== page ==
TMR assists QPS in ensuring transport sector operators receive the latest intelligence on the threat of terrorism and are regularly engaged in security planning and exercising and have access to contemporary guidance on broader security risk management. During the year, TMR facilitated transport security community of practice workshops for declared SISTO, and an ‘All-In’ Forum for SISTO, Precinct members and other sector stakeholders. TMR also assisted other agency partners in security exercise planning and delivery.
Critical Infrastructure Protection
TMR supports various critical infrastructure forums under national and state arrangements in consultation with the Commonwealth under COAG’s Intergovernmental Agreement on Surface Transport Security. During the year TMR participated in the combined Trusted Information Sharing Network (TISN) workshops to develop shared understanding of cross sector dependencies to enhance resilience arrangements across Queensland.
TMR assisted Department of Home Affairs Critical Infrastructure Centre to gather information to support the mandatory introduction of arrangements for declared transport infrastructure operators under the Australia’s Security of Critical Infrastructure Act 2018.
Protective Security arrangements
TMR’s Internal (Protective) Security team has dedicated staff to help manage the investigation and response to security incidents affecting departmental staff, customers, facilities and assets.
Security reviews and risk assessments were conducted at various locations during the year to ensure TMR staff were safe, information and physical assets were protected and facilities secured from trespass and other unlawful interference.
Queensland Disaster Management Arrangements
The Queensland Disaster Management Act 2003 sets the framework within which TMR delivers its responsibilities through active participation in the Queensland Disaster Management Arrangements, providing functional support in the area of transport systems and as the hazard-specific lead agency for any ship-sourced pollution events.
As a member of Queensland Disaster Management Committee, the Leadership Board Recovery Sub-Committee and chair of the Roads and Transport Functional Recovery Group, the Director-General leads TMR’s support of recovery and reconstruction for disaster affected communities and provides strategic oversight for implementation and delivery of resilience initiatives.
TMR’s continued membership of State Disaster Coordination Group (SDCG) enables TMR to contribute to protocols to improve planning for and response to disruptive events in Queensland. As a member of this group, TMR plays an important role in the focusing of SDCG’s activities across response, recovery and resilience, positioning TMR to respond to new and emerging issues.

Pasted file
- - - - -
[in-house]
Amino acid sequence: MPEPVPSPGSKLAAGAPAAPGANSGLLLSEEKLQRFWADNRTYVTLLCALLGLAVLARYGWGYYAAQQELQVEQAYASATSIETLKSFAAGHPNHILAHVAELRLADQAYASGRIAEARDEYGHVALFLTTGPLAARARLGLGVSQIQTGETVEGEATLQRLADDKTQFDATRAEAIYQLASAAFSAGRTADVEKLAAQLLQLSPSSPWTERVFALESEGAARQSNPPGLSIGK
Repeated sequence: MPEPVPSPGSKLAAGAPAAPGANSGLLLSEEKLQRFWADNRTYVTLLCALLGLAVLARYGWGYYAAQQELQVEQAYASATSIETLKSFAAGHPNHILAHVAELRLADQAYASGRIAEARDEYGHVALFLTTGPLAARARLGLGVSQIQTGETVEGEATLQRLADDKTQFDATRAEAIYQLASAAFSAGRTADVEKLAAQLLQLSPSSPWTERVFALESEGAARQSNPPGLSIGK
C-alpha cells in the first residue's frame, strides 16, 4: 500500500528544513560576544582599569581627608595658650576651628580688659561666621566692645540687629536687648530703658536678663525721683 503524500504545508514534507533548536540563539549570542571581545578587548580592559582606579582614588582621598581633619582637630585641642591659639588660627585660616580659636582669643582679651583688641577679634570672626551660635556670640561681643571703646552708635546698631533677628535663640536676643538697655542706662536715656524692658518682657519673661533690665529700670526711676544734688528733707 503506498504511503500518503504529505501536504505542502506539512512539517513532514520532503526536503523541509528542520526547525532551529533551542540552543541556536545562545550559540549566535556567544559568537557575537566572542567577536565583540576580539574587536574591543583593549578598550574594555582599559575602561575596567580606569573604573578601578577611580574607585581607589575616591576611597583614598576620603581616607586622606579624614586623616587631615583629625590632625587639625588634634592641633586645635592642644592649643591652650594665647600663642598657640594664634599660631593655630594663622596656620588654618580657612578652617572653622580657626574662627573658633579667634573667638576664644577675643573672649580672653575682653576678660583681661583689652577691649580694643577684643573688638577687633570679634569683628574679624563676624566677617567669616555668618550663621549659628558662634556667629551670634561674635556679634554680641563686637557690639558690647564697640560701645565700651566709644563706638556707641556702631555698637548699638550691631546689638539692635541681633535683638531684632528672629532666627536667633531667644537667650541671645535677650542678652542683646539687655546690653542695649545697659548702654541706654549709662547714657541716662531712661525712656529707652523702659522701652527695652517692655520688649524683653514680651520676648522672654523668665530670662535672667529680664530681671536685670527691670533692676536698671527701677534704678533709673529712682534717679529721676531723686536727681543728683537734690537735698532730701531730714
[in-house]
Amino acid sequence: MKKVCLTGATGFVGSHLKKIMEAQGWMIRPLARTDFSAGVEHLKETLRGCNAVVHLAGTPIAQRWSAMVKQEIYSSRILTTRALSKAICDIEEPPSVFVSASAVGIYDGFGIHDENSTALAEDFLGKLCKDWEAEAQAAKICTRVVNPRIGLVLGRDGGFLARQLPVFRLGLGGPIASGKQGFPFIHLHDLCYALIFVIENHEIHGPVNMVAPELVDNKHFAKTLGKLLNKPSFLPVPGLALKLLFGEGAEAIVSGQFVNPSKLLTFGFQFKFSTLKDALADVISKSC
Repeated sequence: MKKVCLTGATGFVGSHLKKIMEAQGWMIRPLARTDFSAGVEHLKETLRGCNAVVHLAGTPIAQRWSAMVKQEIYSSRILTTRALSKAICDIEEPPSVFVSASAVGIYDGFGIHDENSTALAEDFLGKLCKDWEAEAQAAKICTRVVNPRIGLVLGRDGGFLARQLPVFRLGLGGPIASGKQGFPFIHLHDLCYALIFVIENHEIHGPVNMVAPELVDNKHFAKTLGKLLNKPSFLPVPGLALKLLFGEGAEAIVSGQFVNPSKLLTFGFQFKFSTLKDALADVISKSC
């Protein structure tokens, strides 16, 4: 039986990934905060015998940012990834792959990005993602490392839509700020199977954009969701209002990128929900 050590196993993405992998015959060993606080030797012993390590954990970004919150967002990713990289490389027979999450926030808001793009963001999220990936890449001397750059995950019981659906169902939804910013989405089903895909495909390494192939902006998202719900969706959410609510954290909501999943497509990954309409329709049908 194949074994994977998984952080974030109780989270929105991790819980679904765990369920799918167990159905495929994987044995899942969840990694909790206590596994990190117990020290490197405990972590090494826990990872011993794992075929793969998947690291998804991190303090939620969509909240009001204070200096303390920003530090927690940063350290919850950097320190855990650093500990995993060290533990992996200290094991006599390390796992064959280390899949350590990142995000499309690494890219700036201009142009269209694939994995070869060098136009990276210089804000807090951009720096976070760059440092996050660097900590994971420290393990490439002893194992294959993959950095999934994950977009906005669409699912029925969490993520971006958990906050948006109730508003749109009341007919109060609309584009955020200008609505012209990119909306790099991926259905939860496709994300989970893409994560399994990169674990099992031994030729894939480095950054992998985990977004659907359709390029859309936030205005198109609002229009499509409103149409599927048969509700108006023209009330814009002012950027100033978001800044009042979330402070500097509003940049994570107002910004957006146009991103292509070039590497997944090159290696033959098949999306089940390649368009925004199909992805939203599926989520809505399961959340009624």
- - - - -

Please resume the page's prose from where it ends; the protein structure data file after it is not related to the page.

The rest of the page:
In February 2019, the Flood Recovery Road Access Group (FRRAG) was stood up to support Queensland Government’s recovery effort for the Townsville floods. FRRAG’s key responsibility was to coordinate access into and out of Townsville and surrounding flood affected communities to ensure priority access was facilitated for critical tasks and related heavy vehicle movements.
FRRAG worked closely with industry, government agencies (including Department of Defence, QFES, QPS, Queensland Health and local governments) and various non-government agencies. At stand-down FRRAG spent 43 days on call (24/7) providing operational support for affected regions, issuing of 31 critical access permits, 11 information bulletins and numerous general updates via social media.
When Queensland Government activates the Personal Hardship Assistance Scheme, the department provides a natural disaster and drought assistance package for eligible registered operators.
When person lives or has a vehicle garaged in an area where the Personal Hardship Assistance Scheme has been activated, they may be eligible for the following assistance:
- no administration surcharge for short term registration renewals.
- no registration renewal reinstatement fees
- no replacement fees for standard issue number plates
- no replacement fees for lost and/or damaged driver licence and photo identity cards
- no replacement fees for lost and/or damaged public passenger transport driver authorisations, heavy vehicle work diaries, industry authorities including accreditation documentation and identify cards, books of certificates of inspection, modification certificates or standard issued number plates.
- options for disability parking permits
- options for payment of lost or damaged infringement notices
- extension of time for certificates of inspection for heavy vehicles and public passenger vehicles